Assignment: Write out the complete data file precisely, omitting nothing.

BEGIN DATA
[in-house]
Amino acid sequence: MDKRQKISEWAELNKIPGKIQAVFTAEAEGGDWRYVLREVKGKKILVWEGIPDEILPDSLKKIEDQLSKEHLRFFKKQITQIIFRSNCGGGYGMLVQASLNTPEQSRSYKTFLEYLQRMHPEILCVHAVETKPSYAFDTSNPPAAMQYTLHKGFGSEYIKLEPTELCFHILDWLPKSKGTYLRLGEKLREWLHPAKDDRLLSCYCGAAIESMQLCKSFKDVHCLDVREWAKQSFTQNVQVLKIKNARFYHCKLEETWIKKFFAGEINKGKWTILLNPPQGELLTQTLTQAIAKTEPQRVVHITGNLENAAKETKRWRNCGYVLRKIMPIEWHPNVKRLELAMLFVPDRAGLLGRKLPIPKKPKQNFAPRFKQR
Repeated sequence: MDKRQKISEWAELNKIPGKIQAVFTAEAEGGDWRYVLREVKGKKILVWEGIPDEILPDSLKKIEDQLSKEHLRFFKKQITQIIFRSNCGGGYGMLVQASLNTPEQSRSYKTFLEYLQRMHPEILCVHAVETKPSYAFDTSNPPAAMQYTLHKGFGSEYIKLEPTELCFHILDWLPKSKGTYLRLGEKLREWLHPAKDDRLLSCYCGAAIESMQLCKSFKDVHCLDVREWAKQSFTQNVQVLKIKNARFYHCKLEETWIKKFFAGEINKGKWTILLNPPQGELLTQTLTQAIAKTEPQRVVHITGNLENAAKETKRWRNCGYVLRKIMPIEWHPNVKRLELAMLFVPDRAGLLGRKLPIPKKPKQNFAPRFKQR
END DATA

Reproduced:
[in-house]
Amino acid sequence: MDKRQKISEWAELNKIPGKIQAVFTAEAEGGDWRYVLREVKGKKILVWEGIPDEILPDSLKKIEDQLSKEHLRFFKKQITQIIFRSNCGGGYGMLVQASLNTPEQSRSYKTFLEYLQRMHPEILCVHAVETKPSYAFDTSNPPAAMQYTLHKGFGSEYIKLEPTELCFHILDWLPKSKGTYLRLGEKLREWLHPAKDDRLLSCYCGAAIESMQLCKSFKDVHCLDVREWAKQSFTQNVQVLKIKNARFYHCKLEETWIKKFFAGEINKGKWTILLNPPQGELLTQTLTQAIAKTEPQRVVHITGNLENAAKETKRWRNCGYVLRKIMPIEWHPNVKRLELAMLFVPDRAGLLGRKLPIPKKPKQNFAPRFKQR
Repeated sequence: MDKRQKISEWAELNKIPGKIQAVFTAEAEGGDWRYVLREVKGKKILVWEGIPDEILPDSLKKIEDQLSKEHLRFFKKQITQIIFRSNCGGGYGMLVQASLNTPEQSRSYKTFLEYLQRMHPEILCVHAVETKPSYAFDTSNPPAAMQYTLHKGFGSEYIKLEPTELCFHILDWLPKSKGTYLRLGEKLREWLHPAKDDRLLSCYCGAAIESMQLCKSFKDVHCLDVREWAKQSFTQNVQVLKIKNARFYHCKLEETWIKKFFAGEINKGKWTILLNPPQGELLTQTLTQAIAKTEPQRVVHITGNLENAAKETKRWRNCGYVLRKIMPIEWHPNVKRLELAMLFVPDRAGLLGRKLPIPKKPKQNFAPRFKQR